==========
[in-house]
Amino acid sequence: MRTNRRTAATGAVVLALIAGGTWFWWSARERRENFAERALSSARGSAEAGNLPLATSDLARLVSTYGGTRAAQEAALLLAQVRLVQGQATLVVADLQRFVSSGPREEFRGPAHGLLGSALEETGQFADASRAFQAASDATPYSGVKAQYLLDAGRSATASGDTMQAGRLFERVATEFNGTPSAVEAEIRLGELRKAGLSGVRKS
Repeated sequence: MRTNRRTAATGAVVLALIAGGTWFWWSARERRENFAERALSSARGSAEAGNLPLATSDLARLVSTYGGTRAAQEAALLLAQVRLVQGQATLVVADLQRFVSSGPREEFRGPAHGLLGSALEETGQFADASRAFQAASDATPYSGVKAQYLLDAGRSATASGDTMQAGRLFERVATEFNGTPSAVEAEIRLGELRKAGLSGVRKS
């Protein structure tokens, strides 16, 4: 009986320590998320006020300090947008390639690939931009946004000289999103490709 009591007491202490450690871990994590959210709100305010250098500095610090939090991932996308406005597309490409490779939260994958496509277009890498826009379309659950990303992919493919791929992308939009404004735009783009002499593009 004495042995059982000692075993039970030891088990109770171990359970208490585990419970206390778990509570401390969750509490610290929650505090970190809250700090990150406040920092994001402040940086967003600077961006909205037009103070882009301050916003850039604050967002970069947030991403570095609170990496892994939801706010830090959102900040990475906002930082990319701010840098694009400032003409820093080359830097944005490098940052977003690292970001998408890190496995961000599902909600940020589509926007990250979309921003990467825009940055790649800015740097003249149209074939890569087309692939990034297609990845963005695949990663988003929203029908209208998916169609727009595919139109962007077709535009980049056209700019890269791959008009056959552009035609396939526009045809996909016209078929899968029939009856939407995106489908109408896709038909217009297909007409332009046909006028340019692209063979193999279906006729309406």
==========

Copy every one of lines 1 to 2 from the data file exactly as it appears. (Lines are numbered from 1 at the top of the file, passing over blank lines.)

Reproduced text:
[in-house]
Amino acid sequence: MRTNRRTAATGAVVLALIAGGTWFWWSARERRENFAERALSSARGSAEAGNLPLATSDLARLVSTYGGTRAAQEAALLLAQVRLVQGQATLVVADLQRFVSSGPREEFRGPAHGLLGSALEETGQFADASRAFQAASDATPYSGVKAQYLLDAGRSATASGDTMQAGRLFERVATEFNGTPSAVEAEIRLGELRKAGLSGVRKS